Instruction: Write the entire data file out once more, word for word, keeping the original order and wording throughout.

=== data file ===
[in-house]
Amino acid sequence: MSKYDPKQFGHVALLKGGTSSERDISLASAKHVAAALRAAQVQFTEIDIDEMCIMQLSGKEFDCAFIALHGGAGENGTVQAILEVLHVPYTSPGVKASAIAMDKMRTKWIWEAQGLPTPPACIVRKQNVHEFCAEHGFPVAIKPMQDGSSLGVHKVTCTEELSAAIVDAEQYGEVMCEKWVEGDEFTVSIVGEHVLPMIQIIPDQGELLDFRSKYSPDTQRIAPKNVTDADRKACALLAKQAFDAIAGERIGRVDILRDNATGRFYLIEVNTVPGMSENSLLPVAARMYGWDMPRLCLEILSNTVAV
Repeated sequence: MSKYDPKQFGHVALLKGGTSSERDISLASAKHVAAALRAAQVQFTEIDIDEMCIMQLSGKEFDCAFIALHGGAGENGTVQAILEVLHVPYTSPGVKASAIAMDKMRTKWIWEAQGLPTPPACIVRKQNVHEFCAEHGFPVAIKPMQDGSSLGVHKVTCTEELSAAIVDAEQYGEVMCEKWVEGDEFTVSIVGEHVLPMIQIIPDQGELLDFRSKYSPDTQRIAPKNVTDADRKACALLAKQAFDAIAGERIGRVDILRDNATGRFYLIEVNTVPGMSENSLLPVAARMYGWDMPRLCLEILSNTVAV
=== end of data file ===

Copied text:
[in-house]
Amino acid sequence: MSKYDPKQFGHVALLKGGTSSERDISLASAKHVAAALRAAQVQFTEIDIDEMCIMQLSGKEFDCAFIALHGGAGENGTVQAILEVLHVPYTSPGVKASAIAMDKMRTKWIWEAQGLPTPPACIVRKQNVHEFCAEHGFPVAIKPMQDGSSLGVHKVTCTEELSAAIVDAEQYGEVMCEKWVEGDEFTVSIVGEHVLPMIQIIPDQGELLDFRSKYSPDTQRIAPKNVTDADRKACALLAKQAFDAIAGERIGRVDILRDNATGRFYLIEVNTVPGMSENSLLPVAARMYGWDMPRLCLEILSNTVAV
Repeated sequence: MSKYDPKQFGHVALLKGGTSSERDISLASAKHVAAALRAAQVQFTEIDIDEMCIMQLSGKEFDCAFIALHGGAGENGTVQAILEVLHVPYTSPGVKASAIAMDKMRTKWIWEAQGLPTPPACIVRKQNVHEFCAEHGFPVAIKPMQDGSSLGVHKVTCTEELSAAIVDAEQYGEVMCEKWVEGDEFTVSIVGEHVLPMIQIIPDQGELLDFRSKYSPDTQRIAPKNVTDADRKACALLAKQAFDAIAGERIGRVDILRDNATGRFYLIEVNTVPGMSENSLLPVAARMYGWDMPRLCLEILSNTVAV